New research indicates the novel gene editing technique base editing could be used as a one-time therapy to restore the production of T cells in patients born with the rare genetic immune disorder CD3 delta severe combined immunodeficiency.
This condition, also known as CD3 delta SCID, is caused by a mutation in the CD3 delta gene, which produces a protein by the same name that is critical to the formation of T cells. Babies born with CD3 delta SCID are unable to produce these white blood cells that fight against disease-causing intruders in the body.
Without T cells, patients do not have the ability to fight off infections and if untreated, often die within the first two years of life. Bone marrow transplantation can be curative, but it is often difficult to locate a healthy matched bone marrow donor and recovery from the transplant can bring complications.
In an oral presentation at the American Society of Gene & Cell Therapy’s 2022 Annual Meeting on May 17, Grace McAuley from the UCLA lab of Dr. Donald Kohnshared the results of preclinical studies, which found that base editing can correct the mutation that causes CD3 delta SCID and enable the production of functional T cells.
“We had never tried base editing in the lab before, so we weren't sure how well it was going to work in blood stem cells,” said Kohn, a member of the Eli and Edythe Broad Center of Regenerative Medicine and Stem Cell Research at UCLA. “Grace studied the known genetic mutation that causes CD3 delta SCID and recognized that it is an ideal target for this new approach.”
Base editing is based on the gene editing platform CRISPR-Cas9, and both techniques can be used to accomplish the same goal: changing a single base, one of the letters in the base pair that makes up a rung on the DNA ladder. However, CRISPR-Cas9 cuts both strands of DNA when making this change, while base editing cuts just one strand.
“Because base editing only nicks one strand of DNA, it has the potential to be more precise and efficient than other gene editing approaches,” said Kohn, who is also a distinguished professor of microbiology, immunology and molecular genetics in the UCLA College and of pediatrics and molecular and medical pharmacology at the David Geffen School of Medicine at UCLA. “However, this also makes its application more limited: a base editor can only be designed to target a single base and many genetic conditions are caused by mutations to different bases within the same gene.”
CD3 delta SCID is caused by the same mutation to a single base in all patients and accounts for less than 1% of SCID cases worldwide. The Kohn lab began studying this type of SCID after receiving a call from Dr. Nicola Wright, a physician-scientist at the Alberta Children's Hospital Research Institute.
“Dr. Wright reached out to ask if our lab could develop a gene therapy approach for CD3 delta SCID," said McAuley, a research associate in the Kohn lab. “While this form of the condition accounts for a small percentage of SCID cases globally, it comprises over 20% of Dr. Wright’s SCID patients.”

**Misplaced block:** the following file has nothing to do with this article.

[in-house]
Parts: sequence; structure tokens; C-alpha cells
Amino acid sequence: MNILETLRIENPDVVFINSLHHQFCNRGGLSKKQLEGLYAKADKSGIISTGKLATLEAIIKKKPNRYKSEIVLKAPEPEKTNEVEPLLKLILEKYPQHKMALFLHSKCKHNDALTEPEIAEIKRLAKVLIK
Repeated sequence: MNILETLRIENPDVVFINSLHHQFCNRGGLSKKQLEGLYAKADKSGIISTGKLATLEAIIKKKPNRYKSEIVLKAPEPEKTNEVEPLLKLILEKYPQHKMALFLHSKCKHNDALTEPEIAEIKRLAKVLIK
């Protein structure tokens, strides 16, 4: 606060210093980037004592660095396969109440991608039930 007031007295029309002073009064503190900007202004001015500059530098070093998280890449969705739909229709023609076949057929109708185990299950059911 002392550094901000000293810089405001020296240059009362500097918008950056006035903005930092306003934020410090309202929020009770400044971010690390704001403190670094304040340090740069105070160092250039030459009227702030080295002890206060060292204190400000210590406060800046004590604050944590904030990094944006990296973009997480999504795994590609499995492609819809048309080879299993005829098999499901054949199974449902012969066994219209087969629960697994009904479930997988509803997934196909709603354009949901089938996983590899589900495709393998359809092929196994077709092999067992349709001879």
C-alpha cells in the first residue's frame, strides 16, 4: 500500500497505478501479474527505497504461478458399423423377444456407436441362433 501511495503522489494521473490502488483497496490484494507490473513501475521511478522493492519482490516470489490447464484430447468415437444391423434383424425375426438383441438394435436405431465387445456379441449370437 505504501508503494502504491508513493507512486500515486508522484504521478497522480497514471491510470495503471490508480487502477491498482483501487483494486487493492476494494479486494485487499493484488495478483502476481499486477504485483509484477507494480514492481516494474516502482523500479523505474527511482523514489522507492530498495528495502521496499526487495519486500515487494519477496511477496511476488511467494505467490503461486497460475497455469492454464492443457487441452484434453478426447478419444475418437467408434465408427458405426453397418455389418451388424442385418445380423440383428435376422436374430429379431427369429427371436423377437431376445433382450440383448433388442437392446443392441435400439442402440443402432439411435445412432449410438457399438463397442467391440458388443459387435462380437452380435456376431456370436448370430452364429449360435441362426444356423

McAuley developed four gene editing approaches to target the mutation that causes CD3 delta SCID: one using CRISPR-Cas9 and three different base editors. To test the efficacy of these strategies, she used a human T cell line that she had genetically modified to contain the mutation that causes this condition.
Her excitement about base editing proved warranted: the best performing base editor corrected the CD3 delta mutation in 88% of cells, whereas CRISPR-Cas9 corrected the CD3 delta mutation in only 27% of cells.
Next, she tested the best performing base editor’s ability to correct the CD3 delta mutation in blood stem cells that were isolated from a baby with CD3 delta SCID. Blood stem cells have the ability to self-renew and form all kinds of blood and immune cells. However, T cells, which are formed by blood stem cells in the bone marrow, must travel to a small organ called the thymus, where they mature and gain the ability to recognize and eliminate foreign invaders.
So, to evaluate these corrected patient blood stem cells’ ability to form T cells, McAuley tapped into the expertise of UCLA Broad Stem Cell Research Center member, Dr. Gay Crooks, whose team developed a lab-grown human artificial thymic organoid — a cluster of cells that mimics the thymus.
McAuley compared what happened to non-corrected CD3 delta SCID patient cells in the thymic organoids with what happened to patient cells that had been base edited.
“The artificial thymic organoids allowed us to mimic and study what these cells would do inside of a patient’s body,” McAuley explained. “When the base edited patient cells aggregated inside the organoids, they produced T cells, whereas the non-corrected cells did not. It was a beautiful demonstration of this restored potential.”
McAuley, Kohn and Wright hope to work together to bring this therapy to a phase 1 clinical trial. If this project proves successful, the team projects similar base editing approaches could be applied to a range of inherited blood cell conditions, such as sickle cell disease and other primary immune deficiencies.
This research was funded by the Jeffrey Modell Foundation. The therapeutic approach described in this article has been used in preclinical tests only and has not been tested in humans or approved by the Food and Drug Administration as safe and effective for use in humans. The technique is covered by a patent application filed by the UCLA Technology Development Group on behalf of the Regents of the University of California, with Kohn and McAuley listed as co-inventors.
Original Article: "UCLA researchers develop base editing approach for rare genetic immune disorder"